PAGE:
ESOPHAGEAL STRICTURE – Causes and Risk Factors, Clinical Manifestations, Diagnostic Evaluations and Treatment

An esophageal stricture is a gradual narrowing of the esophagus, which can lead to swallowing difficulties. The strictures are caused by scar tissue that builds up in the esophagus.

When the lining of the esophagus is damaged, scarring develops. When scarring occurs, the lining of the esophagus becomes stiff. In time, as this scar tissue continues to build up, the esophagus begins to narrow in that area. The result then is swallowing difficulties. Scarring will result after repeated inflammatory injury and healing, re-injury and rehealing.

CAUSES AND RISK FACTORS


  • Gastroesophageal reflux (GERD)
  • Prolonged use of a nasogastric tube
  • Ingestion of toxic or caustic chemicals
  • Ingestion of corrosive substances, such as household cleaning agents
  • Chronic or severe viral or bacterial infections
  • Injuries caused by endoscopes
  • Scars from previous surgery
  • Esophageal cancer
  • Treatment of esophageal varices (enlarged veins in the esophagus)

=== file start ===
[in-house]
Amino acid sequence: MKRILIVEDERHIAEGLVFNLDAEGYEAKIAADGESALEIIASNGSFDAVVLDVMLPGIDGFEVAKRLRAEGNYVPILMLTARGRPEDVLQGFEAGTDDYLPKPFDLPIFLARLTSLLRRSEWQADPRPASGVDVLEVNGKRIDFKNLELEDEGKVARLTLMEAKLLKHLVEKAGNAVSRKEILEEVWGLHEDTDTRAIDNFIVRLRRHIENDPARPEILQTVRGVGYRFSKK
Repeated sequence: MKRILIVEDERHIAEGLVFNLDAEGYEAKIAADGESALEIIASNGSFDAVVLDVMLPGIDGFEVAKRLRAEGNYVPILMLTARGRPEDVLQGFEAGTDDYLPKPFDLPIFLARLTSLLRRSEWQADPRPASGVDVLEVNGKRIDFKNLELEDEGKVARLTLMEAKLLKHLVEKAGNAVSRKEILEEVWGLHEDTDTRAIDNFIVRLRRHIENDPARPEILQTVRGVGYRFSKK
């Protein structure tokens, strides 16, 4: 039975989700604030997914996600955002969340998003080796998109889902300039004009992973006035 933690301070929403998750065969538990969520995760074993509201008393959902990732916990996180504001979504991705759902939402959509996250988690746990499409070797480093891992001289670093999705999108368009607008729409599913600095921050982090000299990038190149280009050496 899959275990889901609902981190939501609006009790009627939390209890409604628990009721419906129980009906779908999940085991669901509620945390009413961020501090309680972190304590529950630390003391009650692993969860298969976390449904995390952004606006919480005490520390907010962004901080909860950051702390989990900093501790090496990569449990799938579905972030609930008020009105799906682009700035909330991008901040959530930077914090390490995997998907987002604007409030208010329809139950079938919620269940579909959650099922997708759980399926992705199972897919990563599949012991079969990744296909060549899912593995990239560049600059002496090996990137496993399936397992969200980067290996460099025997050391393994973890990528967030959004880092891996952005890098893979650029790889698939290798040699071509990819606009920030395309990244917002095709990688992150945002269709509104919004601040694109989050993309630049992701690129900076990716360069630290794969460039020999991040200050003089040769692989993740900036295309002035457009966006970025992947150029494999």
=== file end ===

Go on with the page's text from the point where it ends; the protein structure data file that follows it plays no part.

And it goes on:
CLINICAL MANIFESTATIONS


  • Difficulty swallowing
  • Discomfort with swallowing
  • A felling that food gets stuck in the esophagus
  • Regurgitation of food
  • Weight loss


 

DIAGNOSTIC EVALUATIONS

Barium swallows: Patient will swallow barium and x-rays can be taken to show the narrowing of the esophagus.

An endoscopy exam: This narrow tube is inserted into the esophagus and it can show any narrowing of the esophagus.

TREATMENT OF ESOPHAGEAL STRICTURES

        The esophagus is stretched by the use of one of several methods. Two of the methods of dilation are performed by passing a dilator or air-filled balloon (Pneumatic dilator) is passed through an endoscope. Repeated dilation may be necessary to prevent  the stricture from returning. A bougie (boojie) is a tapered rubber device that flattens the tissue and enlarges the opening of the esophagus.

Proton pump inhibitors, such as omeprazole, lansoprazole or rabeprazole, can keep strictures from returning.

Surgical treatment is rarely necessary. If is performed if a stricture can’t be dilated enough to allow solid food to pass through. Surgery is also performed if repeated dilations do not keep these strictures form returning.

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ESOPHAGEAL STRICTURE – Causes and Risk Factors, Clinical Manifestations, Diagnostic Evaluations and Treatment 

ESOPHAGEAL STRICTURE – Causes and Risk Factors, Clinical Manifestations, Diagnostic Evaluations and Treatment